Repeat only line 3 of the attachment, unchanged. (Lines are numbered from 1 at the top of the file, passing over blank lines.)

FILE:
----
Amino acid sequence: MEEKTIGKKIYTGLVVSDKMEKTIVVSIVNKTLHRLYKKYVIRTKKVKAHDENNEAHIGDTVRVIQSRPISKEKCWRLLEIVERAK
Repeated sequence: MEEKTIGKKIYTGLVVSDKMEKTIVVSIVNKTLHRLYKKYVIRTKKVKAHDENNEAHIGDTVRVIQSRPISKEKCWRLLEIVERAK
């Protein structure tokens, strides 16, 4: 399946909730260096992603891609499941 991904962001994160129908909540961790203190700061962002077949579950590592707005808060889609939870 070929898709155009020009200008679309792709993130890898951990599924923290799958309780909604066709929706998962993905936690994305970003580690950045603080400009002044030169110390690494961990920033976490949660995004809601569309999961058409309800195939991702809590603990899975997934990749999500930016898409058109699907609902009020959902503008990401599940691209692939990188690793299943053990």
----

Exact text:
């Protein structure tokens, strides 16, 4: 399946909730260096992603891609499941 991904962001994160129908909540961790203190700061962002077949579950590592707005808060889609939870 070929898709155009020009200008679309792709993130890898951990599924923290799958309780909604066709929706998962993905936690994305970003580690950045603080400009002044030169110390690494961990920033976490949660995004809601569309999961058409309800195939991702809590603990899975997934990749999500930016898409058109699907609902009020959902503008990401599940691209692939990188690793299943053990």